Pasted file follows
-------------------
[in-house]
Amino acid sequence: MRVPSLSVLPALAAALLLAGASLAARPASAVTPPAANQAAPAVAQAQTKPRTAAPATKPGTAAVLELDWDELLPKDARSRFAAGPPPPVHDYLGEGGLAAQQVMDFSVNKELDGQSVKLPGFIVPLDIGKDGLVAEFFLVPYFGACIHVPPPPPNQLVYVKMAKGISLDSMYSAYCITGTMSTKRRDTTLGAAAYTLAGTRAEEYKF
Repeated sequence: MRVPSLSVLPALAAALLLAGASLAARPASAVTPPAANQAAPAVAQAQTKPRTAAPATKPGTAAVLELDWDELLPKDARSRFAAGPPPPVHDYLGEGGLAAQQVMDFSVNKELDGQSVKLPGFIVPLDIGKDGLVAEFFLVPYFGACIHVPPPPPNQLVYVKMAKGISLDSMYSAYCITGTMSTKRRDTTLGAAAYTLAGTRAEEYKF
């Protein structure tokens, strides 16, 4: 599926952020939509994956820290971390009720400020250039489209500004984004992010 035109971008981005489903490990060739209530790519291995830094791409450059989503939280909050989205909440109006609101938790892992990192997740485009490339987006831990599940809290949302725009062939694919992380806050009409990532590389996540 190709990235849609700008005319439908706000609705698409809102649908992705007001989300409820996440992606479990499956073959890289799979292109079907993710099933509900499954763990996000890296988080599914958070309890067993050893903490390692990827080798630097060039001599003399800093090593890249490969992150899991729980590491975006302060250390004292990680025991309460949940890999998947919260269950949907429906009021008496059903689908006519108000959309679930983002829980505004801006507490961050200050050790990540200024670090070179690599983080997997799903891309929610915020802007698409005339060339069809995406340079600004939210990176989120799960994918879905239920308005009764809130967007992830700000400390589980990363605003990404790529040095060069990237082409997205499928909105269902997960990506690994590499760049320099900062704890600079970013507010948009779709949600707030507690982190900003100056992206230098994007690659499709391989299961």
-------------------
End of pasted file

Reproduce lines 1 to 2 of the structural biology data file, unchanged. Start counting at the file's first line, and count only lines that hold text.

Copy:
[in-house]
Amino acid sequence: MRVPSLSVLPALAAALLLAGASLAARPASAVTPPAANQAAPAVAQAQTKPRTAAPATKPGTAAVLELDWDELLPKDARSRFAAGPPPPVHDYLGEGGLAAQQVMDFSVNKELDGQSVKLPGFIVPLDIGKDGLVAEFFLVPYFGACIHVPPPPPNQLVYVKMAKGISLDSMYSAYCITGTMSTKRRDTTLGAAAYTLAGTRAEEYKF